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Well folks, the dog days of summer are upon us and the heat is really starting to take its toll on farmers and their summer crops. If you didn’t have adequate irrigation this year, you were probably disappointed by the majority of your summer harvest production. Along with other local produce growers, we also feel for farmers in the beef cow business this year. Pastures are looking pretty sparse right now and most growers are starting to supplement their livestock diet due to insufficient grazing forage. Enough about the heat though, everyday above ground is a good one right!? The great thing about farming is that there is always a new season, and a fresh start right around the corner.
After a lot of hard work by our farm crew, we were finally able to catch up and get our grass and weeds under control. Our second planting of tomatoes is starting to bloom and freshly planted purple hull peas are looking great so far. We cultivated our peanuts and sweet potatoes, which now have enough vegetation to provide significant ground cover and shade out the majority of newly sprouted weeds. I mentioned a few months ago that our first planting of okra had been decimated by deer, but as you can see from the picture, our second planting looks beautiful and is really starting to put out the okra! Our eggplants and peppers are still setting fruit, and we’re going to pump one more round of fish emulsion fertilizer through our drip system so that they will continue to produce summer crops through August.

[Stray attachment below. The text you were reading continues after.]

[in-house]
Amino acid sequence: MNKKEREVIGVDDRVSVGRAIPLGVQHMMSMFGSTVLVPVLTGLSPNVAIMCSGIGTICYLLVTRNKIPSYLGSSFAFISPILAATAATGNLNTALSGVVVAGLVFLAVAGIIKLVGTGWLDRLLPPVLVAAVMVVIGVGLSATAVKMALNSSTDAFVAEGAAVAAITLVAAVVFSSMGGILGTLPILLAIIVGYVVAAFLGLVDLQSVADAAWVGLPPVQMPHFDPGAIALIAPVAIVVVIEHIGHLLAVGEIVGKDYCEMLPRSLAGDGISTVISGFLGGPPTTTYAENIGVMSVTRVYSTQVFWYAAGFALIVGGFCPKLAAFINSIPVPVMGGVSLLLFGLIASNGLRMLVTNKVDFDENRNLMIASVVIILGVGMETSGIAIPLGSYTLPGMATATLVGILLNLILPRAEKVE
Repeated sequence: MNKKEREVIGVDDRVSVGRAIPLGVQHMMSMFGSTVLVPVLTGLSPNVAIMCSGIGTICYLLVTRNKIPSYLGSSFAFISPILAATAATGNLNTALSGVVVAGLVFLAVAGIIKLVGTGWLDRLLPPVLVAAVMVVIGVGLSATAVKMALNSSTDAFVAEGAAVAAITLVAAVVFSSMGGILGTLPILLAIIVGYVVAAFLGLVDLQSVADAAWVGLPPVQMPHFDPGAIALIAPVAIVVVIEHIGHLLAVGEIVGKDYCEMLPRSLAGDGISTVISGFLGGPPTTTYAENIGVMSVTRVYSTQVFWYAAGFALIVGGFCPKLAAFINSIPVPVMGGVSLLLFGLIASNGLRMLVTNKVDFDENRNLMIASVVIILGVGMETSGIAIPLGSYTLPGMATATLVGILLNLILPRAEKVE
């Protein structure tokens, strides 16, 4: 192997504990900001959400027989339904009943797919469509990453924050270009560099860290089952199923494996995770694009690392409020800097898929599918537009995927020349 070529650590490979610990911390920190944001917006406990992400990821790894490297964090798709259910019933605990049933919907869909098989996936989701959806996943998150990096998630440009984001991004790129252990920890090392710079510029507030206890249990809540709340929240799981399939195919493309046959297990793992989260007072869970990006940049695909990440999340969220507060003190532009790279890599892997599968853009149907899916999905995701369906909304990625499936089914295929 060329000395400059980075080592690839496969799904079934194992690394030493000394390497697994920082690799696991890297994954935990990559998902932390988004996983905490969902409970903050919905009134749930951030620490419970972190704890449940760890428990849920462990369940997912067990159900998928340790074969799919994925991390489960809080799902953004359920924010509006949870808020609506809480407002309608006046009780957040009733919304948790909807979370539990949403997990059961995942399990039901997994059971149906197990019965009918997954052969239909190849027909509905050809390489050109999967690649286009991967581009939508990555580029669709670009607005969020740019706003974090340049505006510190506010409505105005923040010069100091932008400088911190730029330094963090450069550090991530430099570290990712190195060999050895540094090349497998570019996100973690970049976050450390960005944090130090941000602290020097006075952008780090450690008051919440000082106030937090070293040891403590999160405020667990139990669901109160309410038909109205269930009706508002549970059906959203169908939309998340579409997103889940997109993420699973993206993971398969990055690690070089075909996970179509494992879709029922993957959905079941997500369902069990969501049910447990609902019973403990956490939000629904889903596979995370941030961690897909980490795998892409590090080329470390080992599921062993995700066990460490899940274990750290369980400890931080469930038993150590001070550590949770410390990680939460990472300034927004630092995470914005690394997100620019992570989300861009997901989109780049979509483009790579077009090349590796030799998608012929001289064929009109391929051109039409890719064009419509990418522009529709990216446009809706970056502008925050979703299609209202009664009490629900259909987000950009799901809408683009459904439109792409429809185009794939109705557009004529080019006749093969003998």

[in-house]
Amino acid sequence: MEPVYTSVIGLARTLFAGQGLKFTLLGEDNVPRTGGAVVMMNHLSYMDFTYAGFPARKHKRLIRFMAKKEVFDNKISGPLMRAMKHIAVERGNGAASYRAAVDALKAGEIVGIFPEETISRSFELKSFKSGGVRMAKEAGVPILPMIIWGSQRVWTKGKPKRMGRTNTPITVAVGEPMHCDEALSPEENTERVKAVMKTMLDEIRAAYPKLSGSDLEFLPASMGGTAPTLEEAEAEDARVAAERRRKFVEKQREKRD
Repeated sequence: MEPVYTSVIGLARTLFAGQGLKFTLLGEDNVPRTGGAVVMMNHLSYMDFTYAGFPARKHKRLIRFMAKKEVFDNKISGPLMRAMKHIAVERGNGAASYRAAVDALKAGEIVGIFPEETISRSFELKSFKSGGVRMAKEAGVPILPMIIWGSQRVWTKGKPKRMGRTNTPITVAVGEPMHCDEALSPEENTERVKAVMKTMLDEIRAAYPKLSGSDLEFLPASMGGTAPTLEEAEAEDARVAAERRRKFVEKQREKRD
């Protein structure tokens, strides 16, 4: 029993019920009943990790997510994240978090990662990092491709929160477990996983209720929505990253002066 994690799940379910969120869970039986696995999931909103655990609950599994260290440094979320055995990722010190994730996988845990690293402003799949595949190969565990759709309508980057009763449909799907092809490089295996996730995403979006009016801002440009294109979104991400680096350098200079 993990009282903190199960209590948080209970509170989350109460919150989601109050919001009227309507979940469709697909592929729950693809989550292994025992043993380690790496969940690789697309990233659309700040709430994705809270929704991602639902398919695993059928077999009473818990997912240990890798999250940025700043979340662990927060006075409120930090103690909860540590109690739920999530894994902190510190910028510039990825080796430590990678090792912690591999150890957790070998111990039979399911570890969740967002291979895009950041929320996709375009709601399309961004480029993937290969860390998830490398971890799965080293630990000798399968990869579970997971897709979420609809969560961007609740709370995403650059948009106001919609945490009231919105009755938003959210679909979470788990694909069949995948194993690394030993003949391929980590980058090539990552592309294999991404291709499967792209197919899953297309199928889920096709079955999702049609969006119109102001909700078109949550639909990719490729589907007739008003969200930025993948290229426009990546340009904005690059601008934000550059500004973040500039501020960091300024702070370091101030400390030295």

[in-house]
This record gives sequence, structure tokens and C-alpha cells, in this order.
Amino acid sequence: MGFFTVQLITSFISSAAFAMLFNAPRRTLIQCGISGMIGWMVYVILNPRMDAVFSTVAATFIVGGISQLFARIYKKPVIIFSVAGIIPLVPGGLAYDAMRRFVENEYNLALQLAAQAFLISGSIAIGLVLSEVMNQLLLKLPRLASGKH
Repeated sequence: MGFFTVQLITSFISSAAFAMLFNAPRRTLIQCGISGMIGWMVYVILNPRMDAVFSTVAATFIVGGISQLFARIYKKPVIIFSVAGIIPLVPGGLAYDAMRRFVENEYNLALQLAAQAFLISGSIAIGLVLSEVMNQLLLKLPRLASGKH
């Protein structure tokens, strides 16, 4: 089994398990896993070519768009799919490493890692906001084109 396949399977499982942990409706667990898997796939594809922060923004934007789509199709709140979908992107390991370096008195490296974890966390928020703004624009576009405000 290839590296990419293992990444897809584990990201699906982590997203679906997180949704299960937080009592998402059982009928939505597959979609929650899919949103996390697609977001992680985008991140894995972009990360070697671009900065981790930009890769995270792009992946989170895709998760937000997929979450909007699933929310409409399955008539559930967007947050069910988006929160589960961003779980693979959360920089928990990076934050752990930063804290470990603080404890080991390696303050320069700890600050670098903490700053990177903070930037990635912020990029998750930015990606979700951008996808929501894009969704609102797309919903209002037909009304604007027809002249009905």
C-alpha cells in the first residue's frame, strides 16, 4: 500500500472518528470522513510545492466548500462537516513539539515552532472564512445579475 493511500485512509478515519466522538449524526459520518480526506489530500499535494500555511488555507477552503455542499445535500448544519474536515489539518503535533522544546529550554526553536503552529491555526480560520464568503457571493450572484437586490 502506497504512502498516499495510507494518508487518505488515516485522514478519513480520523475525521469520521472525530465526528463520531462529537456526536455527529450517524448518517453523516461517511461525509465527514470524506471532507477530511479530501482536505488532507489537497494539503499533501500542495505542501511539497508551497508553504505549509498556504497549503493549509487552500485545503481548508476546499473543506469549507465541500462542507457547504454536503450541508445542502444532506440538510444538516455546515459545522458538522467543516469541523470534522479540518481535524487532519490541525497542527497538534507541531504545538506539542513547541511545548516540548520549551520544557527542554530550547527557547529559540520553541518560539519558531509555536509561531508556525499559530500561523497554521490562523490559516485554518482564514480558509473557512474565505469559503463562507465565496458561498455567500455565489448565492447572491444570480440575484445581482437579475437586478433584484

If you want to get a jump on fall planting, it’s time to start filling up seed trays with some of the longer-to-mature crops such as cabbage and broccoli. It helps to provide a slight degree of shade through the use of a shade cloth this time of year when starting cool season crops like these.
On a different note, one of the best things about working the land is getting to experience so many intricacies of the natural world. From weather patterns to insect life cycles, and everything in between. A couple of weeks ago, a Farmview team member was walking through our tomato patch one evening and heard a rustling as she walked past the tomato plants. She thought perhaps it was a rabbit, but noticed a nicely formed nest. Inside one of the plants was what appeared to be 3 eastern bluebird eggs! This team member continued to walk down the row to inspect the crops, and smiled as she heard the mother bird flutter back to the nest. If you have your tomatoes in cages as we do, they can become pretty cozy hideaways as the plants reach maturity! Remember to take the time to take in your surroundings as you work the land; you never know what you may find as you gather your summer harvest.
Brad manages our farm operations, which include our certified naturally grown farm outside Madison and the Kelly family’s plantation in Leesburg, Ga, known as Rock House Farm. Rock House Farm produces grass-fed beef, heritage Berkshire hogs, and two varieties of heirloom corn, among other crops.
Monday–Saturday 7am – 7pm
Monday–Saturday 7am – 10:30am
Monday–Saturday 11am – 3pm
Saturdays (April – September) 9am – 1pm